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Signposts – Moira

Photography by Lindi Pierce

A perfect motorcycle road – sweeping curves, blind hills, country air perfumed by fresh hayfields and damp woods – leads to the hamlet of Moira in Hastings County. The Phillipston Road ends at a T-junction, stopping for east-west traffic along equally hilly Moira Road connecting highways 62 and 37. Let’s not confuse this spot with Moira Lake or the Moira River, as it doesn’t sit on either. Moira’s namesake is a town in County Down, Ireland, birthplace of Francis Rawdon, scion of an aristocratic family which graced us with several local names (Huntington, Hungerford, Hastings) but never its presence.

There is an outcropping of fine stone houses in the area, demonstrating the ‘make do with what you have’ ethic of the early settlers, who put the glacial eskers to good use. First arrivals were of United Kingdom or United Empire Loyalist stock. Hugh Daly (settled 1827), Daniel Wood (1828), Henry Ketcheson (1829), Shubael Foster (1829) and many others cleared farmland, constructed stone homes, raised families, started businesses – and built community. The 1954 Women’s Institute history of the village contains an astonishing 50 pages of Moira family history.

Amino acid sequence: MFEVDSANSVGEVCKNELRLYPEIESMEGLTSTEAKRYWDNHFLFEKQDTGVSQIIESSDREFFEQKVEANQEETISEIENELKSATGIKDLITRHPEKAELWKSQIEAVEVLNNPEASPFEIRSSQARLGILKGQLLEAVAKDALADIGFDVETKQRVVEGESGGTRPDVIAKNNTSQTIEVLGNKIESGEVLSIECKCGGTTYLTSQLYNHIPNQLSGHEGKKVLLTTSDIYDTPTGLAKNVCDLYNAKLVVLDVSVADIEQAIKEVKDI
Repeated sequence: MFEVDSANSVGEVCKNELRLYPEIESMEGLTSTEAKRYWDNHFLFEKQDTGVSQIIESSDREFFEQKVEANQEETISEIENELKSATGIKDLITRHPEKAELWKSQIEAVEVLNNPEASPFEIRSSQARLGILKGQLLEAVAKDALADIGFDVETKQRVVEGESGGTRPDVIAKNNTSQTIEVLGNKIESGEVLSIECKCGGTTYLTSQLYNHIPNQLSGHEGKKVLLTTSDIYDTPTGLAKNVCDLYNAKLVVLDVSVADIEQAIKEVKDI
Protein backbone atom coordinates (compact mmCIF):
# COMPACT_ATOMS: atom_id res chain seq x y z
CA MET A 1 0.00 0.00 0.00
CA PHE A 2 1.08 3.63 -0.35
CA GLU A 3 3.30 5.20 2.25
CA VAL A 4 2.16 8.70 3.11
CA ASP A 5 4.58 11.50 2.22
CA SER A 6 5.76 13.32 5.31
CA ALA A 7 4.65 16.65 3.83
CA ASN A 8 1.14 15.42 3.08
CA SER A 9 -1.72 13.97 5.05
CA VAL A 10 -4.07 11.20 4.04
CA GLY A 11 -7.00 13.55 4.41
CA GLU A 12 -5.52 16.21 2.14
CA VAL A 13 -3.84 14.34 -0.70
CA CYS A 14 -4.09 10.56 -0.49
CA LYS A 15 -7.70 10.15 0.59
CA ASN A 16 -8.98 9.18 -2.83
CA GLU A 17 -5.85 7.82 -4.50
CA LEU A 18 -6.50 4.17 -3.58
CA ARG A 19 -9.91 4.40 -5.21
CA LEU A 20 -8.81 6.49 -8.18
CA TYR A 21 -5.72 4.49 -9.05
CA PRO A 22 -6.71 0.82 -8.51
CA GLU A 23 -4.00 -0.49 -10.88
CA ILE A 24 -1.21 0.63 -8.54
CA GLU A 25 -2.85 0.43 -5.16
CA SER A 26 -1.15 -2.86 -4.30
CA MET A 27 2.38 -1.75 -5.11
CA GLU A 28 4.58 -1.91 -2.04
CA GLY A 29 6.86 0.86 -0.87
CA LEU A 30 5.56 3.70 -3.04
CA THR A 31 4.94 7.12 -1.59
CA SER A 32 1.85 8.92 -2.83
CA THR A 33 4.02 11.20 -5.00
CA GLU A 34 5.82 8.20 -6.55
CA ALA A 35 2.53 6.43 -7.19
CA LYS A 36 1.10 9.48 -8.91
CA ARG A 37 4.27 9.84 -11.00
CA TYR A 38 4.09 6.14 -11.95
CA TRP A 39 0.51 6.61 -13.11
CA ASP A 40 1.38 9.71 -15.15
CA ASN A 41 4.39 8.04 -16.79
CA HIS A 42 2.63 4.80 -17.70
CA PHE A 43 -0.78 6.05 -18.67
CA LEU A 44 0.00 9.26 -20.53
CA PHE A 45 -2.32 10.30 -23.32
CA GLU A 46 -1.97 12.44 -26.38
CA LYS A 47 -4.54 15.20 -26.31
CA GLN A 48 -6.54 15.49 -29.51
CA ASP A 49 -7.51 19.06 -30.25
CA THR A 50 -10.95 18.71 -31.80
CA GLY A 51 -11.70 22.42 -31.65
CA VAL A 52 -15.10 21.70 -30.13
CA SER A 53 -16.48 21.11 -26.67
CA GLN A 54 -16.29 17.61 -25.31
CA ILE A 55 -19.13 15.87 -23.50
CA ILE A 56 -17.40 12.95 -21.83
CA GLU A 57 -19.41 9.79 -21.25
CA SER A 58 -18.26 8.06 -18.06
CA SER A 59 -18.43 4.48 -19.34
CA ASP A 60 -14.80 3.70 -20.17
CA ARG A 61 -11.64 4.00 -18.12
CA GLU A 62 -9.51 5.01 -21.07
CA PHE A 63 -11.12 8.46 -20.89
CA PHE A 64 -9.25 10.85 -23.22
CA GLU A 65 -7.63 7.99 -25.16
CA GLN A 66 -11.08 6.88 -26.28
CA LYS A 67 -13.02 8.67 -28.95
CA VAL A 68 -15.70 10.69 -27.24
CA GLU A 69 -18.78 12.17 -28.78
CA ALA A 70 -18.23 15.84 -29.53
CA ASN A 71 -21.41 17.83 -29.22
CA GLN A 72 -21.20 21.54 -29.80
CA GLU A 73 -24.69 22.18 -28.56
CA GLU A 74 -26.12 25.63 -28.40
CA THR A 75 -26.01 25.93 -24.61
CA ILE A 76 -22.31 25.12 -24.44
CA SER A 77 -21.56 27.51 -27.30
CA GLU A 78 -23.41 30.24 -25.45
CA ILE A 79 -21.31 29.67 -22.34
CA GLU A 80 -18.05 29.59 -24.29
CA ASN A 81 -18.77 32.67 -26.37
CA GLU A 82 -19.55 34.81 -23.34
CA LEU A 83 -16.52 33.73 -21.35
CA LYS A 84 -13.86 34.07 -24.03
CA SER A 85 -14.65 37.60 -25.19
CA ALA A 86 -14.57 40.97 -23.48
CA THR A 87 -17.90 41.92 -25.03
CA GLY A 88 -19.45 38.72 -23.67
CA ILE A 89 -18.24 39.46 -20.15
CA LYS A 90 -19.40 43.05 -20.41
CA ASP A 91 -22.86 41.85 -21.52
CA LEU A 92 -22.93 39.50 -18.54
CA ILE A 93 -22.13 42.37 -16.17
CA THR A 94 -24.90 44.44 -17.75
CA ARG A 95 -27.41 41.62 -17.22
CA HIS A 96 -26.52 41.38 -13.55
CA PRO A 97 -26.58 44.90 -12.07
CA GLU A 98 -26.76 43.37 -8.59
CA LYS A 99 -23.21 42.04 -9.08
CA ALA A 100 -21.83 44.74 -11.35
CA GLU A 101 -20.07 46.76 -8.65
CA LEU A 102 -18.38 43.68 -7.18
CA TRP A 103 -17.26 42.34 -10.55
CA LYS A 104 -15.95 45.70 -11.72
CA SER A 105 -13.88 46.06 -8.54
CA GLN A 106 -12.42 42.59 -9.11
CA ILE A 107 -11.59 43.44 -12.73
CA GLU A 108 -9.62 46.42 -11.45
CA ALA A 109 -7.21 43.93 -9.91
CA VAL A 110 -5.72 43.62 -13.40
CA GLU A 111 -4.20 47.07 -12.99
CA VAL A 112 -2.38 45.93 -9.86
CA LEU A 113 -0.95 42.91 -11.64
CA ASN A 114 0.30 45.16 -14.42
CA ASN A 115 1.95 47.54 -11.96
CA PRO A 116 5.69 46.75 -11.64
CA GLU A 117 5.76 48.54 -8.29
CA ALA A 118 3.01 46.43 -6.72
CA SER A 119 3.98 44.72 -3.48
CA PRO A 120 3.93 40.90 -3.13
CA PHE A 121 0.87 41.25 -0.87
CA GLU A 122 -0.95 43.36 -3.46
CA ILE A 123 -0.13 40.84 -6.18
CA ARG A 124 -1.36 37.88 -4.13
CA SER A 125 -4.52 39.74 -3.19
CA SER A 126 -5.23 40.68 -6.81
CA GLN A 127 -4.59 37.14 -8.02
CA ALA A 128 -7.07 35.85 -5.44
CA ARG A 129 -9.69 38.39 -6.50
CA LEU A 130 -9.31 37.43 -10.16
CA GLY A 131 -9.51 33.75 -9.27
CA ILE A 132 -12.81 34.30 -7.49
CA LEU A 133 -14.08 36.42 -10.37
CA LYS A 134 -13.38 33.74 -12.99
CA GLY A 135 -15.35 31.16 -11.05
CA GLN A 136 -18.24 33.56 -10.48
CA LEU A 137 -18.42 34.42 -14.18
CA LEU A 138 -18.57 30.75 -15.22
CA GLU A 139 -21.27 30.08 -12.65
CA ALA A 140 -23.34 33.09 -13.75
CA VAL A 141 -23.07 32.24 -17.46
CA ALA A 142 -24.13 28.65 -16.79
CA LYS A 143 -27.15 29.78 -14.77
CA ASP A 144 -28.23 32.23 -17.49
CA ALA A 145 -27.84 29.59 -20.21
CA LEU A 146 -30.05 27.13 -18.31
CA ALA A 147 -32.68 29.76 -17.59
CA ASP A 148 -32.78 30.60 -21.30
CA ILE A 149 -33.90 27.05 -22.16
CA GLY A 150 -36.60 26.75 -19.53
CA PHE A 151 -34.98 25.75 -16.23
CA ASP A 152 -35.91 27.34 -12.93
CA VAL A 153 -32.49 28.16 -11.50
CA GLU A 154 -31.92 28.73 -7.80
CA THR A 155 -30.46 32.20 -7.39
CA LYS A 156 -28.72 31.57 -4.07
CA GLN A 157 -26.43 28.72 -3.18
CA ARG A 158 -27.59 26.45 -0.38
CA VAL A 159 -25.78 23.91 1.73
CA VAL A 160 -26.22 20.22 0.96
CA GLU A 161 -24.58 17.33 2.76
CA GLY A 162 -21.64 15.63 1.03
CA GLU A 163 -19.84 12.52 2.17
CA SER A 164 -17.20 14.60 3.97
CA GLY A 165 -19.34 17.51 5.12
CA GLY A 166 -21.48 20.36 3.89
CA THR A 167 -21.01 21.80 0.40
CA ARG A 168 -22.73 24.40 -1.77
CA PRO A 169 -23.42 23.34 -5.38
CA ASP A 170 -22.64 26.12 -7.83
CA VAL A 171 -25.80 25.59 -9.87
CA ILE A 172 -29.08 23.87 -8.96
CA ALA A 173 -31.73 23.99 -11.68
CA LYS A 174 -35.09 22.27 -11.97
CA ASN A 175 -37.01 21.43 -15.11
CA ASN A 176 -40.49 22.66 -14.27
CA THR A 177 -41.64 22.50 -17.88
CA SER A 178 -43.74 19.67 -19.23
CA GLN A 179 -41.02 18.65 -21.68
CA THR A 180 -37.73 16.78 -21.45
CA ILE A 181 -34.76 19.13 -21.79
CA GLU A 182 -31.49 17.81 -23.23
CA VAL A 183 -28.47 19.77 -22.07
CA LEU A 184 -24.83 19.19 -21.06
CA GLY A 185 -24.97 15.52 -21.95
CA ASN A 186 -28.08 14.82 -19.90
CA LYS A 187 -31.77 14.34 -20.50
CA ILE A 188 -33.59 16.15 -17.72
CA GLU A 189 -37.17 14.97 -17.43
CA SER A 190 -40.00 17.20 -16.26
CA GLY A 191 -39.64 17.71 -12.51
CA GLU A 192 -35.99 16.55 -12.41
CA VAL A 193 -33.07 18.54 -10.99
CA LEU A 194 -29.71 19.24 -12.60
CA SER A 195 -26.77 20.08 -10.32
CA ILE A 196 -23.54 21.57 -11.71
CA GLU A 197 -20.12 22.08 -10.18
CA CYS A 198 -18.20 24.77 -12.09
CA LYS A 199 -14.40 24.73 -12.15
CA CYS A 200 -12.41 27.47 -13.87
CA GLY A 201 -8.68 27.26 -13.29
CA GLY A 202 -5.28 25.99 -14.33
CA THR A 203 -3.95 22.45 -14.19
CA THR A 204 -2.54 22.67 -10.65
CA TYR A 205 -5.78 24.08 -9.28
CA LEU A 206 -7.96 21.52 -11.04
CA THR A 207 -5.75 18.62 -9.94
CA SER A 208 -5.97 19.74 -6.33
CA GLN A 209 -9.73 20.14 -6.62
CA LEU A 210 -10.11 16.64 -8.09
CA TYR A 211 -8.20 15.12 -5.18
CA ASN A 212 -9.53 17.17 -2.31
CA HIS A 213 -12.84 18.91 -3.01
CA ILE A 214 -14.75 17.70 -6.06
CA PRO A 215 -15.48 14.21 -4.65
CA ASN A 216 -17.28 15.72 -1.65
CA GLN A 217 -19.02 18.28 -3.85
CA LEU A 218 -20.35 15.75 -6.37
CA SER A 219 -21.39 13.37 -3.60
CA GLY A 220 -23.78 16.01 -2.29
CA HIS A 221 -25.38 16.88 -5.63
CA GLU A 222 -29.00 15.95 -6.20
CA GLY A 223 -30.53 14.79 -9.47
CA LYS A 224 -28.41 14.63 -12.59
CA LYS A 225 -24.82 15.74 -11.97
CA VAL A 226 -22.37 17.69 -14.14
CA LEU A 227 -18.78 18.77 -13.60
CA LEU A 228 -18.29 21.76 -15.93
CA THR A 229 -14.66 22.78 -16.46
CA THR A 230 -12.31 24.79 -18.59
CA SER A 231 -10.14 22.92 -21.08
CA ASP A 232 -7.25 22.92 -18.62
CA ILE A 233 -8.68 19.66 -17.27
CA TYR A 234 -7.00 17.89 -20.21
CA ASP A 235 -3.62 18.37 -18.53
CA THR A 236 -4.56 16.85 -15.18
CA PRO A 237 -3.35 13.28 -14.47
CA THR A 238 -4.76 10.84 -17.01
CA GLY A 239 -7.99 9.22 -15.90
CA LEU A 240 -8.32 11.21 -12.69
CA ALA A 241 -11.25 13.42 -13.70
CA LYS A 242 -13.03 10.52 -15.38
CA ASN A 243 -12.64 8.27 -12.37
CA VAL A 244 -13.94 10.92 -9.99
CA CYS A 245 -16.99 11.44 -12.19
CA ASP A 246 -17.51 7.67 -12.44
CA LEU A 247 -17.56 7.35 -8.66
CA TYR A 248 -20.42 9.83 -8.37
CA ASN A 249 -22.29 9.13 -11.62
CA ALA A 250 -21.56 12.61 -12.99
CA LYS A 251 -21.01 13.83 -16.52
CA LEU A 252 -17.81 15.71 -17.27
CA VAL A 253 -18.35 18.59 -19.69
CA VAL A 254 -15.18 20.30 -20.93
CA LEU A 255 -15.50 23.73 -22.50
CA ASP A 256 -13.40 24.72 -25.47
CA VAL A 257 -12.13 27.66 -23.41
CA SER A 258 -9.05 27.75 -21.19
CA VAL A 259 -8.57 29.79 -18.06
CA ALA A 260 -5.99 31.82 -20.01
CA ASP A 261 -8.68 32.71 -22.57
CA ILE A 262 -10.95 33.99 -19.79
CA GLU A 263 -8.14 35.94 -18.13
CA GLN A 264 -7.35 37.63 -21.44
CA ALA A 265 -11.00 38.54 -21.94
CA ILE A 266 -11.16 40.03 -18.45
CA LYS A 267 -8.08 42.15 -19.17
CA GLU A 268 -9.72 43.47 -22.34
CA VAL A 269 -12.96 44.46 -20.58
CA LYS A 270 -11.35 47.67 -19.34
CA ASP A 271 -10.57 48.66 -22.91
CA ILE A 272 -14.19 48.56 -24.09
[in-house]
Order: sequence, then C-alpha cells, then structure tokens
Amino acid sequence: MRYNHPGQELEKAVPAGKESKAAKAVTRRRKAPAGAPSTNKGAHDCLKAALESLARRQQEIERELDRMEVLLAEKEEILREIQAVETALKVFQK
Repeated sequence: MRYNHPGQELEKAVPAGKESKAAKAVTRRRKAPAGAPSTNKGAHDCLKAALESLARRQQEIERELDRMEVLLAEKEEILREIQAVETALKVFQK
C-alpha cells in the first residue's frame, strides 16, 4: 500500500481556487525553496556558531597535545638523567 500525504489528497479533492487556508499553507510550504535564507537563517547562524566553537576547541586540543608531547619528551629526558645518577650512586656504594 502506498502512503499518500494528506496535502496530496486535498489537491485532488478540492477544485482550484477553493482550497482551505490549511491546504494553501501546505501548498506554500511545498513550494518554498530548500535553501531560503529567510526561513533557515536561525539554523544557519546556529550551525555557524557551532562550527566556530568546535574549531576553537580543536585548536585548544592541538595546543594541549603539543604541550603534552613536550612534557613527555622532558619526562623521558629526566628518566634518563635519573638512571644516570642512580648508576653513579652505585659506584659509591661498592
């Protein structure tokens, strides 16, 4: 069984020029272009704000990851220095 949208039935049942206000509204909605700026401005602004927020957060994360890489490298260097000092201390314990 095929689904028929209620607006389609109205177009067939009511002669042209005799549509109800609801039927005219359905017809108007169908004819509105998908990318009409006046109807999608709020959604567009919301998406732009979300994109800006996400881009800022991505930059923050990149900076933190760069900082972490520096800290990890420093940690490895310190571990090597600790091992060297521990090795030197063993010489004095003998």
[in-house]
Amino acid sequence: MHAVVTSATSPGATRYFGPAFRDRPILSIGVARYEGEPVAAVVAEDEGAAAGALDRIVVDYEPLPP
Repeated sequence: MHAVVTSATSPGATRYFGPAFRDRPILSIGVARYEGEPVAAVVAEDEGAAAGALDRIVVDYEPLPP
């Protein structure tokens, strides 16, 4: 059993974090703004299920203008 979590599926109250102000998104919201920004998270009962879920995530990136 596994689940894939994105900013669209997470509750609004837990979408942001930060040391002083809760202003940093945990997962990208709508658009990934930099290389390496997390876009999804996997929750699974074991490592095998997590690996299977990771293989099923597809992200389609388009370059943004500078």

Moira was self-sufficient like most mid-1800s hamlets and villages. At one time the McTaggart fanning mill, Dean furniture factory, Utman boots and shoes, F.M. Brenton General Store, Wm. Donnan harness factory and Sam Ketcheson butcher shop met local needs.

A home at the crossroads dates from 1851; the stone building served as town hall, a church, and finally a blacksmith shop. Across the road sits an early stone farmhouse on a beautifully maintained property. Near the barn flows a year-round spring which provided ample water for the Moira Cheese Factory operating down the hill from 1868 to about 1934.

The commercial and civic heart of the village has ceased to beat. The two-storey brick schoolhouse (1929), the post office and general store, and the church have succumbed to progress.

Although folks may not ‘neighbour’ as in the old days, community spirit thrives at the stone Methodist church. Renovated by Amish neighbours, reincarnated as the Community Hall, the 1854 stone church hosts private functions, and is home to the Milkweed Art Group and People Helping People, a 20-year old local organization (with some energetic junior members) raising funds to help out Centre Hastings folks.

Respectful of their rich history, Moira citizens still honour their ancestors at old-time Decoration Days at the lovingly restored Moira Cemetery.

 

 

 

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